Many students preparing for the job hunt get to know their universities’ career centers quite well, since these offices often provide counseling, resume help, job leads, and interview advice. According to a New York Times article last week, some of these same career centers now offer their services to graduates who have been out of school for a while.
In general, campus career centers provide services to current students or those who graduated recently, usually in the past 6 to 12 months. But at the University of Colorado in Boulder, the career office was forced to add an extra staff member to help its not-so-recent graduates. While some campus career centers charge alumni nominal fees ($25 – $50) for their services, Boulder keeps its alumni assistance free.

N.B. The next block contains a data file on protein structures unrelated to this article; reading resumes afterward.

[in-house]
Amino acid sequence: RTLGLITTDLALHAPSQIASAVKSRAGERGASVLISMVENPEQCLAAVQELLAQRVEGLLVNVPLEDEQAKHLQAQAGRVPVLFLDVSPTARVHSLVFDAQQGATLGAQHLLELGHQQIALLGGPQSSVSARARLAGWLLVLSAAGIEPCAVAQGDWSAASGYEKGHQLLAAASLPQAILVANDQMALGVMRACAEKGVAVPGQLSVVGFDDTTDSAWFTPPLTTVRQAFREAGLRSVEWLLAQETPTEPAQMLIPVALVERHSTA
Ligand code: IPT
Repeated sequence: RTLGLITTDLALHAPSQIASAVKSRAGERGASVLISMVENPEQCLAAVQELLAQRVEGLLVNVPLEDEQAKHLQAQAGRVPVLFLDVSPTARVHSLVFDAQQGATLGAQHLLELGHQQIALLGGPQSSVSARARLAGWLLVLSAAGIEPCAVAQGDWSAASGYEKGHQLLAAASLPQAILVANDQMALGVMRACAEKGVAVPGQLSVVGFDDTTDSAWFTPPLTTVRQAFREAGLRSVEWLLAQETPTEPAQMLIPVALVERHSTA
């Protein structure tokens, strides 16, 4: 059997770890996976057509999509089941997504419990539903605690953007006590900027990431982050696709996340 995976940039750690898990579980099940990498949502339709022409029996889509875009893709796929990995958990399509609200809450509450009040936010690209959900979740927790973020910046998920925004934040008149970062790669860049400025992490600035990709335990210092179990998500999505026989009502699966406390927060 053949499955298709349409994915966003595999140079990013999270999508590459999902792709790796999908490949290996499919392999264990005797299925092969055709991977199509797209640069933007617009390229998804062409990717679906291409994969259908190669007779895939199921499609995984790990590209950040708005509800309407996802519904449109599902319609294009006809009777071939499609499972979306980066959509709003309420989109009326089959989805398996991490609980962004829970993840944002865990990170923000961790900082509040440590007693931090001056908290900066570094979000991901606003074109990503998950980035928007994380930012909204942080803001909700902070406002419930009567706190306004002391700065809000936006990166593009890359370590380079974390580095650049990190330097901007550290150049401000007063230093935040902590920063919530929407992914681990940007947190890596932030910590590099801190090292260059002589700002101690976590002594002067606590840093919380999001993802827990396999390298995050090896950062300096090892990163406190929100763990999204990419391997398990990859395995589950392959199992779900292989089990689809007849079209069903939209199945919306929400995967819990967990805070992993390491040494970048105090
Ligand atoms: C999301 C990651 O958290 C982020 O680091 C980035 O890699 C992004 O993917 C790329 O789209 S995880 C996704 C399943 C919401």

State University of New York at Albany is another campus the article says has seen a sharp jump in requests for help from alumni. SUNY Albany’s career center says the number of counseling sessions with alumni has jumped 28% in the past year. Rutgers University in New Jersey also provides career assistance to its alumni, and even held a speed-networking event where they introduced unemployed alumni and students to employed alumni with the aim of helping them find jobs.
For the universities, the motivation to open their career centers to graduates is more than altruistic. As the Times article notes, these interactions help campuses keep in touch with alumni so that they can hit them up later for contributions once their former students land jobs.